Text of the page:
If you do not have a defined photographic artistry, you will take pictures without having precise photographic themes.
You are going to photograph the scenes without having a specific goal in mind. There will be no logic, no link that connects the photos to each other. There will be chaos in your projects.
The first consequence of the absence of a photographic artistry is that when you are going to organize your photos on the computer, you are going to choose images on technical criteria and not to tell a story because you will not have one in mind.
The consequence is that when you go out in the field you will not know exactly where to stand, how to highlight your photographic scenes, how to choose your light, how to choose your photographic elements.
You will choose points of view, compose and frame only according to the technical criteria you have learned.
But these actions will not reflect your personality. You will be doing what other photographers do. You will be no different. Your photographs will be technically very good, but they will not have the special flavor of what you have deep inside: your soul.
A good definition of a photographic artistry allows you to create different, unique photos that look like you.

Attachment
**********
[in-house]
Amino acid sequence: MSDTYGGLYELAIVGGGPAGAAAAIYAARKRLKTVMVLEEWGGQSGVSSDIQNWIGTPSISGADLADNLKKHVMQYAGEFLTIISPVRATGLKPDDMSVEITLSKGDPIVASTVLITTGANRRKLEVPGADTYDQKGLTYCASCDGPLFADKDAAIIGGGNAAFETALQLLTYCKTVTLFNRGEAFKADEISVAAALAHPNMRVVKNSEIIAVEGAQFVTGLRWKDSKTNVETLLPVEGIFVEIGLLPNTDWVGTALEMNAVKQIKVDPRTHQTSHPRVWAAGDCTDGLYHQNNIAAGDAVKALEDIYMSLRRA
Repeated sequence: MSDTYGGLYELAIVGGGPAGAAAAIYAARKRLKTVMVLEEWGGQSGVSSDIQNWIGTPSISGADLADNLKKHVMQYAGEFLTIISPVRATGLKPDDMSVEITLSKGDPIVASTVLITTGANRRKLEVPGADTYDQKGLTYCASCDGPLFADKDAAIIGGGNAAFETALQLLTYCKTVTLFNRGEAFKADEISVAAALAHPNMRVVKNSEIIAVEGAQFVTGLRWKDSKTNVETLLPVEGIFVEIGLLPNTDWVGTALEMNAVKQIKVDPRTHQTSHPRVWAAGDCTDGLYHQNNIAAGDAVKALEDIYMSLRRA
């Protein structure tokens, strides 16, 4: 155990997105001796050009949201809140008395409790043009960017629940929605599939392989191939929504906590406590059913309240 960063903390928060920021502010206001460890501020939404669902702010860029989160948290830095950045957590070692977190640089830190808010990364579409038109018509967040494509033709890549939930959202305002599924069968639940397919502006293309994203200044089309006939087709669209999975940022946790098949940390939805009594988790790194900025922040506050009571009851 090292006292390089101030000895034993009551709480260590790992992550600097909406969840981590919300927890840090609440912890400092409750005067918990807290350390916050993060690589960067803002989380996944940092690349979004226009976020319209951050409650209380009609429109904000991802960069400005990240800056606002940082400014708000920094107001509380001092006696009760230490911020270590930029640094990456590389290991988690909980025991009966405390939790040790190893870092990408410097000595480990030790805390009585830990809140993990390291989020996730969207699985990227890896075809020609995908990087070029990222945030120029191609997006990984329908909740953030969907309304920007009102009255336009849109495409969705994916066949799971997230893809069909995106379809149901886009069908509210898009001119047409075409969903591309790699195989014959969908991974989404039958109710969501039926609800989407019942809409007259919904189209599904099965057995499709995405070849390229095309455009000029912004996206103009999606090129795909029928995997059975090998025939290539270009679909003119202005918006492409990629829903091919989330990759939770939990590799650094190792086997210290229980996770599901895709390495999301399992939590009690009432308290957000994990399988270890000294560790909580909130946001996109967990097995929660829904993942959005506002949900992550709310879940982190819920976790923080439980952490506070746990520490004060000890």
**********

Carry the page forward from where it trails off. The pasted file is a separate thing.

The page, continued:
Not defining your photographic artistry is the guarantee for you to be like other photographers and to make photos that have already been seen. You will interest nobody, or almost nobody.
Avoid making this mistake by starting now to define your photographic artistry to show who you really are.
Have you ever considered creating conceptual photographs from the natural elements?
Have you ever tried to show more than reality to give another vision to what you really perceive.
Conceptual photography is one of the answers to your questions and expectations.
One of my favorite areas of artistic nature photography is conceptual photography.
In this article, I will give you some elements to go further than illustrative photography.
You are about to enter a universe where only your imagination is the limit.
A few years ago, I became interested in the Bauhaus School of Art. At the time, I was looking to create artworks that were not simply beautiful and decorative. I wanted my photographs not only to make sense, but also to be useful to everyone who bought them: art lovers, collectors, designers. I liked the Bauhaus idea very much.
While doing further research, I had the chance to discover the photographer Andreas Gursky. He fascinated me. His very particular photographic artistry inspired me a lot in my own artistic approach.
I will always remember the day I admired one of his works entitled "Rhein II". I spent long minutes contemplating it. I was literally hypnotized. To this day, I cannot explain why. Then I discovered that it was one of the most expensive photographic artworks in the world. Its value was several million euros. But for me, this market value was of no important. I understood why an enlightened amateur had acquired it.